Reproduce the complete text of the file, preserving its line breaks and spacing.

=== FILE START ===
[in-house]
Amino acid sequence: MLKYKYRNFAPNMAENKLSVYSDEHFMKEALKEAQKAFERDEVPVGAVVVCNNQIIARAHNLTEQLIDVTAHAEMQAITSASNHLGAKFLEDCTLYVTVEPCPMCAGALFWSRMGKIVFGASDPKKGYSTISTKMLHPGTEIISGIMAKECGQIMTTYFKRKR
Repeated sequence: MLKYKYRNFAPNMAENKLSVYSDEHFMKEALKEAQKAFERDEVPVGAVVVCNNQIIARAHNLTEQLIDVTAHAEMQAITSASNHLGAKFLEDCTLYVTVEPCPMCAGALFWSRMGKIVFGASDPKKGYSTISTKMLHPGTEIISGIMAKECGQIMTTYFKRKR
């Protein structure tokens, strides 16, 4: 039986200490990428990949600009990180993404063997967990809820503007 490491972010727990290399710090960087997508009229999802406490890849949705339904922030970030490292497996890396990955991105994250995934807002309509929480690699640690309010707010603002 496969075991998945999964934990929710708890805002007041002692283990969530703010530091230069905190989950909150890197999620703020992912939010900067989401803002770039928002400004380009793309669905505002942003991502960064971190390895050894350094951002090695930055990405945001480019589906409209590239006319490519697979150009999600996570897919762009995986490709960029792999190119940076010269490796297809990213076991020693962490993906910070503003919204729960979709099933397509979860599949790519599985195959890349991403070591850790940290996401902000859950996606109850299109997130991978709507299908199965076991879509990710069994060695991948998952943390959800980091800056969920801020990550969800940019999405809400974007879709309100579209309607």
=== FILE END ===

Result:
[in-house]
Amino acid sequence: MLKYKYRNFAPNMAENKLSVYSDEHFMKEALKEAQKAFERDEVPVGAVVVCNNQIIARAHNLTEQLIDVTAHAEMQAITSASNHLGAKFLEDCTLYVTVEPCPMCAGALFWSRMGKIVFGASDPKKGYSTISTKMLHPGTEIISGIMAKECGQIMTTYFKRKR
Repeated sequence: MLKYKYRNFAPNMAENKLSVYSDEHFMKEALKEAQKAFERDEVPVGAVVVCNNQIIARAHNLTEQLIDVTAHAEMQAITSASNHLGAKFLEDCTLYVTVEPCPMCAGALFWSRMGKIVFGASDPKKGYSTISTKMLHPGTEIISGIMAKECGQIMTTYFKRKR
């Protein structure tokens, strides 16, 4: 039986200490990428990949600009990180993404063997967990809820503007 490491972010727990290399710090960087997508009229999802406490890849949705339904922030970030490292497996890396990955991105994250995934807002309509929480690699640690309010707010603002 496969075991998945999964934990929710708890805002007041002692283990969530703010530091230069905190989950909150890197999620703020992912939010900067989401803002770039928002400004380009793309669905505002942003991502960064971190390895050894350094951002090695930055990405945001480019589906409209590239006319490519697979150009999600996570897919762009995986490709960029792999190119940076010269490796297809990213076991020693962490993906910070503003919204729960979709099933397509979860599949790519599985195959890349991403070591850790940290996401902000859950996606109850299109997130991978709507299908199965076991879509990710069994060695991948998952943390959800980091800056969920801020990550969800940019999405809400974007879709309100579209309607």